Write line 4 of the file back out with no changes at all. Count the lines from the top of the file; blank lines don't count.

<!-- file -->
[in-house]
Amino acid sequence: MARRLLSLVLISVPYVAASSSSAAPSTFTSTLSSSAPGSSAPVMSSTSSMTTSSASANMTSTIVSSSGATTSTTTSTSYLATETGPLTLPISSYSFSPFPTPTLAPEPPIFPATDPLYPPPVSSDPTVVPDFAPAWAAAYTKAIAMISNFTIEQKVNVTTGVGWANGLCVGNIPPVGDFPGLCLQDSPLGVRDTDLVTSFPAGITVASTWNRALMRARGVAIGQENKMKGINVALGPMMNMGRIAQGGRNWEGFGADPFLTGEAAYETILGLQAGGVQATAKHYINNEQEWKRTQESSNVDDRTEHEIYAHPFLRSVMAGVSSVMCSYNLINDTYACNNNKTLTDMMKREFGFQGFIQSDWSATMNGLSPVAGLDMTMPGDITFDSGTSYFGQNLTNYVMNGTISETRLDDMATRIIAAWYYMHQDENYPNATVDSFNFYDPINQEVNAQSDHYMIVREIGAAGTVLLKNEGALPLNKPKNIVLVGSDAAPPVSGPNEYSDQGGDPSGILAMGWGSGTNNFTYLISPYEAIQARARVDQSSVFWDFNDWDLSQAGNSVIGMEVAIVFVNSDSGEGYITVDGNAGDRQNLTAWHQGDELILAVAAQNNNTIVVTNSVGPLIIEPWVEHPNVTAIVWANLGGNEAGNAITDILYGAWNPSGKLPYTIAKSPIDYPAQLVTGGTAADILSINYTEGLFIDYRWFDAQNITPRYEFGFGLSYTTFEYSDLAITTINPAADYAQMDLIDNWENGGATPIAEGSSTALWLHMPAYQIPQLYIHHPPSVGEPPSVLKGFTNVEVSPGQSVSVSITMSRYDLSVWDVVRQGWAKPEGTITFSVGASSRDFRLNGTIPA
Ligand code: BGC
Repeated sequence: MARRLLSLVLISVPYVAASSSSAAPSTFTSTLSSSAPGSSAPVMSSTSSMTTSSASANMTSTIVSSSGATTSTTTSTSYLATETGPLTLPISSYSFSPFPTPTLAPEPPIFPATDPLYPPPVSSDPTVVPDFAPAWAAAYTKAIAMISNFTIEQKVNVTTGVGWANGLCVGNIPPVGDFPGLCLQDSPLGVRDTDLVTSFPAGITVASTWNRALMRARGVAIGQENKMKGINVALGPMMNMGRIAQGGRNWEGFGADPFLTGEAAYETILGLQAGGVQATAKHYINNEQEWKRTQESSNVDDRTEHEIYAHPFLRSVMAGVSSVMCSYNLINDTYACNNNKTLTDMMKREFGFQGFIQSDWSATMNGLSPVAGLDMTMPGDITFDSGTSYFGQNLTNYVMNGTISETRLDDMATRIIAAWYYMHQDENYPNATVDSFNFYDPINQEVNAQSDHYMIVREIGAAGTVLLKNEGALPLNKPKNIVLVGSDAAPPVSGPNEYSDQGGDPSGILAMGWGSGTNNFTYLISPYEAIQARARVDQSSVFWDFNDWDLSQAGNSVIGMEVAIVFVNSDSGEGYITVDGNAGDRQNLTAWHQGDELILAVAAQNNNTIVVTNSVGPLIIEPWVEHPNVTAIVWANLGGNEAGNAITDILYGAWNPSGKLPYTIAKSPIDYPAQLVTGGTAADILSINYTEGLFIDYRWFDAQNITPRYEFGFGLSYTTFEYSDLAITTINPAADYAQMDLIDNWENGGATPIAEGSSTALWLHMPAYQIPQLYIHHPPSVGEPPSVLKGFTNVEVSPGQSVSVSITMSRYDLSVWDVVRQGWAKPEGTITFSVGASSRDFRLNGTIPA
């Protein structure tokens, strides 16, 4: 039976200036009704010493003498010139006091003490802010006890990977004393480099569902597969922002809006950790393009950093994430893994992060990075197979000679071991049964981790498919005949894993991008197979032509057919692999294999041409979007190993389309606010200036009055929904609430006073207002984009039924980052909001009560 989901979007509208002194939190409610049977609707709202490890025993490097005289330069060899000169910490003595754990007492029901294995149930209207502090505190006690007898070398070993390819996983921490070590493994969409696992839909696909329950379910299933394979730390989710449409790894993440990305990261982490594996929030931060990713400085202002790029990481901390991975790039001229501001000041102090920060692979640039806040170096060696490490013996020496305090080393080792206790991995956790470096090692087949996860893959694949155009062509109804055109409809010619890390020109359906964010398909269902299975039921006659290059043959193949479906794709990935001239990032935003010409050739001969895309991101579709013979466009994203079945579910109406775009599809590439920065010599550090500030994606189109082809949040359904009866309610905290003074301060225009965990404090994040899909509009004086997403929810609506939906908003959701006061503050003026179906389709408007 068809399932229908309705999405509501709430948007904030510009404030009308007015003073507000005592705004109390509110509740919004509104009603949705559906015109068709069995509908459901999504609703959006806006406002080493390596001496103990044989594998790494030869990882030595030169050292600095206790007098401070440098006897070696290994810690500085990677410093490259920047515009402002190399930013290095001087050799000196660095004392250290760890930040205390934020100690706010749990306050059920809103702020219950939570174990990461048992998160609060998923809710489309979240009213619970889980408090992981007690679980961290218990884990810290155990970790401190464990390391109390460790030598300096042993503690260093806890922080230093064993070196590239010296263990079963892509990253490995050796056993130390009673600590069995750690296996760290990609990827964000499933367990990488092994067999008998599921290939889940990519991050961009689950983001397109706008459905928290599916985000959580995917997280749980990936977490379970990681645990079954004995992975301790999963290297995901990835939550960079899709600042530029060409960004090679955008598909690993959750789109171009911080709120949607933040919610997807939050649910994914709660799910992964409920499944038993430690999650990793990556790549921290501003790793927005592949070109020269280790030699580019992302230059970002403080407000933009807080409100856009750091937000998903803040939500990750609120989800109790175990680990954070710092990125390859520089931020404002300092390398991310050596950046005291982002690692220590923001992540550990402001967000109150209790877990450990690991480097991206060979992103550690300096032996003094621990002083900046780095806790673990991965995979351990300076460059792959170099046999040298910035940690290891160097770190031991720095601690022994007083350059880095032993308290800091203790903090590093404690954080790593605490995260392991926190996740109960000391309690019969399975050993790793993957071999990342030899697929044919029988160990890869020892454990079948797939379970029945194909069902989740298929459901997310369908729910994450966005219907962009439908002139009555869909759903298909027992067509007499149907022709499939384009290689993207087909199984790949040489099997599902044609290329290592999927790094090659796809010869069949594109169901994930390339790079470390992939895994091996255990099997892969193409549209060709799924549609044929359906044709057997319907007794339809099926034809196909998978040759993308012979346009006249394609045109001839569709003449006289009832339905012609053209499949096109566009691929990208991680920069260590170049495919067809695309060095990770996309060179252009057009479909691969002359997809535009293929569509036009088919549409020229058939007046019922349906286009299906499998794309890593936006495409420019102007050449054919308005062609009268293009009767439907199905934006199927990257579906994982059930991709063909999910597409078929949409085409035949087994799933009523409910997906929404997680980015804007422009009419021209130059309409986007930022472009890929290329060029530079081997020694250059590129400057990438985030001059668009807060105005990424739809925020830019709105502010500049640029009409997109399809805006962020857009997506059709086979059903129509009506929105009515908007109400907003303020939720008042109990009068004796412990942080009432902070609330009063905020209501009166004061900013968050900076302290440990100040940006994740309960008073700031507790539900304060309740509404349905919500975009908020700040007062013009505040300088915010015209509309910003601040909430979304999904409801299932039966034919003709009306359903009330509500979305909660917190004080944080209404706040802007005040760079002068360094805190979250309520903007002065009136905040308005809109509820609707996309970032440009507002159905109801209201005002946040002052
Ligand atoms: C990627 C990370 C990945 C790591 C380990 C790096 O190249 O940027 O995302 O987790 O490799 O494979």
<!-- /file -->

Repeated sequence: MARRLLSLVLISVPYVAASSSSAAPSTFTSTLSSSAPGSSAPVMSSTSSMTTSSASANMTSTIVSSSGATTSTTTSTSYLATETGPLTLPISSYSFSPFPTPTLAPEPPIFPATDPLYPPPVSSDPTVVPDFAPAWAAAYTKAIAMISNFTIEQKVNVTTGVGWANGLCVGNIPPVGDFPGLCLQDSPLGVRDTDLVTSFPAGITVASTWNRALMRARGVAIGQENKMKGINVALGPMMNMGRIAQGGRNWEGFGADPFLTGEAAYETILGLQAGGVQATAKHYINNEQEWKRTQESSNVDDRTEHEIYAHPFLRSVMAGVSSVMCSYNLINDTYACNNNKTLTDMMKREFGFQGFIQSDWSATMNGLSPVAGLDMTMPGDITFDSGTSYFGQNLTNYVMNGTISETRLDDMATRIIAAWYYMHQDENYPNATVDSFNFYDPINQEVNAQSDHYMIVREIGAAGTVLLKNEGALPLNKPKNIVLVGSDAAPPVSGPNEYSDQGGDPSGILAMGWGSGTNNFTYLISPYEAIQARARVDQSSVFWDFNDWDLSQAGNSVIGMEVAIVFVNSDSGEGYITVDGNAGDRQNLTAWHQGDELILAVAAQNNNTIVVTNSVGPLIIEPWVEHPNVTAIVWANLGGNEAGNAITDILYGAWNPSGKLPYTIAKSPIDYPAQLVTGGTAADILSINYTEGLFIDYRWFDAQNITPRYEFGFGLSYTTFEYSDLAITTINPAADYAQMDLIDNWENGGATPIAEGSSTALWLHMPAYQIPQLYIHHPPSVGEPPSVLKGFTNVEVSPGQSVSVSITMSRYDLSVWDVVRQGWAKPEGTITFSVGASSRDFRLNGTIPA